Rugby League: Super League sharpen the axe

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The Independent Online
THE MEETING of Super League clubs in Leeds yesterday failed to produce the sudden extinction for some that had been flagged up in advance. But, in the long term, those with a declared determination to improve the competition believe they have a mechanism to get rid of what they regard as the dead wood.

Under the measures agreed at Headingley, all Super League clubs will have to reapply for their places for the 2002 season. Those applications will be analysed by an independent tribunal, awarding or withholding points for such aspects of their operation as crowds, facilities, finance, results and junior development. Those who do not shape up will be shipped out, insists Super League's board of directors.

"As far as we are concerned, clubs cannot escape from this," said the organisation's managing director, Maurice Lindsay. "If any club doesn't come up to standard, it won't be there in 2002."

Along with the big stick comes a couple of carrots. Any club which fails in its application will have a sweetener of pounds 325,000 to help it settle into its reduced circumstances in the Northern Ford Premiership.

More significant - and more ominous in the eyes of supporters who suspect a hidden agenda - is a hefty inducement to persuade clubs to consider merging. Any those who make "an irrevocable decision" to do so before 30 September this year will get an extra pounds 1.25m as a wedding present, reduced to pounds 1m if they do the deed by 30 September 2000.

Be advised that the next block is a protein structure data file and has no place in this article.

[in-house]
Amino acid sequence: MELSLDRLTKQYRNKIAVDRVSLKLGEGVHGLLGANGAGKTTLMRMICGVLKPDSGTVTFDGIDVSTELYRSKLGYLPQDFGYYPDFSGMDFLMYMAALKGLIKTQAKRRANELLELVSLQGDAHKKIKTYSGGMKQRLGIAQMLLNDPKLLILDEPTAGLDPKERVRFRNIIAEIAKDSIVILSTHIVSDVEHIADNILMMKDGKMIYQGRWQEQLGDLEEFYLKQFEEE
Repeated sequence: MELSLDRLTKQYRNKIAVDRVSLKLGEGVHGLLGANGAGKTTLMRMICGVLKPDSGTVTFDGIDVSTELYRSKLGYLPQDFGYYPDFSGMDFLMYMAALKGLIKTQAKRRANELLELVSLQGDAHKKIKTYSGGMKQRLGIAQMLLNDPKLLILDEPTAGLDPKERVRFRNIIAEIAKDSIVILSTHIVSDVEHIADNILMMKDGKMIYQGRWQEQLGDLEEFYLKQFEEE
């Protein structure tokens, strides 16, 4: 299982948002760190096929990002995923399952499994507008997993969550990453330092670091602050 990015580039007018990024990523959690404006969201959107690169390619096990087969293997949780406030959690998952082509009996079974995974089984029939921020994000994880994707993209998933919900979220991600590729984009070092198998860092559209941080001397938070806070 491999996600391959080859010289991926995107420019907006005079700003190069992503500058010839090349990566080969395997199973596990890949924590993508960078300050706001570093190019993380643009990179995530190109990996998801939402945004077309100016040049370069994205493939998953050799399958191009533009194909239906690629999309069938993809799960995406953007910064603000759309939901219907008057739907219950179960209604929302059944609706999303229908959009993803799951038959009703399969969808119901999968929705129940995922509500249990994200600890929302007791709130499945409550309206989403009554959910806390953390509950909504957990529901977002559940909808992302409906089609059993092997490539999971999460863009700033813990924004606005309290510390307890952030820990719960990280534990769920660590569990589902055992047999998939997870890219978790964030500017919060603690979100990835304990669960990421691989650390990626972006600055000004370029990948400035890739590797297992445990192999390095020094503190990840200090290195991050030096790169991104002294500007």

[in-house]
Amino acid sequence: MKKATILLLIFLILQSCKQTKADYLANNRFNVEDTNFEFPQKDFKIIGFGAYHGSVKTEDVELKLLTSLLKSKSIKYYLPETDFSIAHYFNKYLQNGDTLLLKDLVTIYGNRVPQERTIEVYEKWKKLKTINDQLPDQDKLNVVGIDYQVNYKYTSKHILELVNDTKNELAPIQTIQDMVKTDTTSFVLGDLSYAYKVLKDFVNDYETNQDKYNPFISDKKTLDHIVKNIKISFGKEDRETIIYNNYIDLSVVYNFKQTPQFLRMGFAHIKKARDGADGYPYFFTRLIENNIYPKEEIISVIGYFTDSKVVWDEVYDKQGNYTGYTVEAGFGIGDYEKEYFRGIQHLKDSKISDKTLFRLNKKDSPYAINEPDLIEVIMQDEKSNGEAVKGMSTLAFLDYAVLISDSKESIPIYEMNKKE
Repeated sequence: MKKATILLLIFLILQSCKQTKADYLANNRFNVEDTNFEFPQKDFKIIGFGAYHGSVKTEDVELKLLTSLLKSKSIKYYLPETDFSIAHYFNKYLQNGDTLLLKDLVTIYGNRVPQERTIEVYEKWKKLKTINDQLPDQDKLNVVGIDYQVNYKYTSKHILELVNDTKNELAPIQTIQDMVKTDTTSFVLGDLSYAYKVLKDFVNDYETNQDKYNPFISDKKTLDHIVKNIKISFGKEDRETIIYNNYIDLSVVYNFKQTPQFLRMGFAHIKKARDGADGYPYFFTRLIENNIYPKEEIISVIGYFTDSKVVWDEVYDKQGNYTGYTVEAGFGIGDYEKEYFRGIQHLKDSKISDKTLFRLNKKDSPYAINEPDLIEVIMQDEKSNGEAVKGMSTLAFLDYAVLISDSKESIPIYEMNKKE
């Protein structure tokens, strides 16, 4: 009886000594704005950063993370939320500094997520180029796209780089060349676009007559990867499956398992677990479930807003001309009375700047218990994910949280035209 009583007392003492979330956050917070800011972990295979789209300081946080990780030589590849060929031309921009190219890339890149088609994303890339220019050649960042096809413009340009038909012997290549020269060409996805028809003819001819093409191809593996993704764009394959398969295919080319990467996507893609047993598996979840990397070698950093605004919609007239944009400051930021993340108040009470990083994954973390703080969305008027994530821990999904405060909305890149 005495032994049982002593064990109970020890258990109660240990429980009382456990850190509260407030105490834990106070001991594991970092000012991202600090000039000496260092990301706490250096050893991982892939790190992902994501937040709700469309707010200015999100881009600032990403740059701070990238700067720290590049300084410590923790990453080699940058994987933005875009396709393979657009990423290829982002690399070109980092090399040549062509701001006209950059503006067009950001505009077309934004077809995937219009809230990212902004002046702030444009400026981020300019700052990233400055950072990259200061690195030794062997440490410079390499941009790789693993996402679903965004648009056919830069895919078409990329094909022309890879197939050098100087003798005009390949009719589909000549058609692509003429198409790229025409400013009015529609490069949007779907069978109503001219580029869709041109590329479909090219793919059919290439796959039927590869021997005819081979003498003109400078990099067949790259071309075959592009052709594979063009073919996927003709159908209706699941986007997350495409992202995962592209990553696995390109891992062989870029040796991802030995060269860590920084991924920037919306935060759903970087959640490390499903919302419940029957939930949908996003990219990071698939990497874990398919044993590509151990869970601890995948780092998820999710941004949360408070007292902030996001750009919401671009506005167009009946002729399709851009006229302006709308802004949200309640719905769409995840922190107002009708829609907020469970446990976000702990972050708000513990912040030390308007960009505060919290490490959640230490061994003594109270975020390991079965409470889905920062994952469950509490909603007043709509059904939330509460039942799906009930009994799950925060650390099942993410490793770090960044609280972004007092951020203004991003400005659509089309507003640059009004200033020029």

With memories of the riots that accompanied their ham-fisted attempts to force mergers in 1995, Super League chiefs deny trying to force the issue this time. But, according to Super League's chairman, Chris Caisley, there are clubs actively considering mergers.

Two of the reputed contenders, Sheffield and Halifax, had representatives on hand to deny that it was them, but the inducement to join forces is now considerable and similar tactics have worked in Australia.

Proposals to press ahead with reducing the competition from 14 to 12 clubs were shelved, mainly because until Super League receives the result of the assessment procedure and any merger negotiations, it will not know how many members it has. It is also doubtful, however, whether the bigger clubs could have pushed through a straightforward cull of two of their weaker brethren, even if they had tried to do so.

Daryl Powell has ended speculation about his plans for next season by signing a new one-year contract with Leeds. Powell, now 34, had been linked with a move to Gateshead.

Huddersfield have clinched the signing of the Auckland and New Zealand stand-off Gene Ngamu for next season. "He is a key part of our future plans," said the Huddersfield coach, Malcolm Reilly.

Reilly will give a full debut to Dean Lawford, on loan from Leeds, in tonight's match against Warrington, who are still waiting to hear whether the former Australian Test scrum-half, Allan Langer, will join them next year.

Two Keighley players, Christian Tyrer and David Larder, have been suspended from playing while the club investigates an alleged flare-up between them during the victory over Barrow on Sunday.

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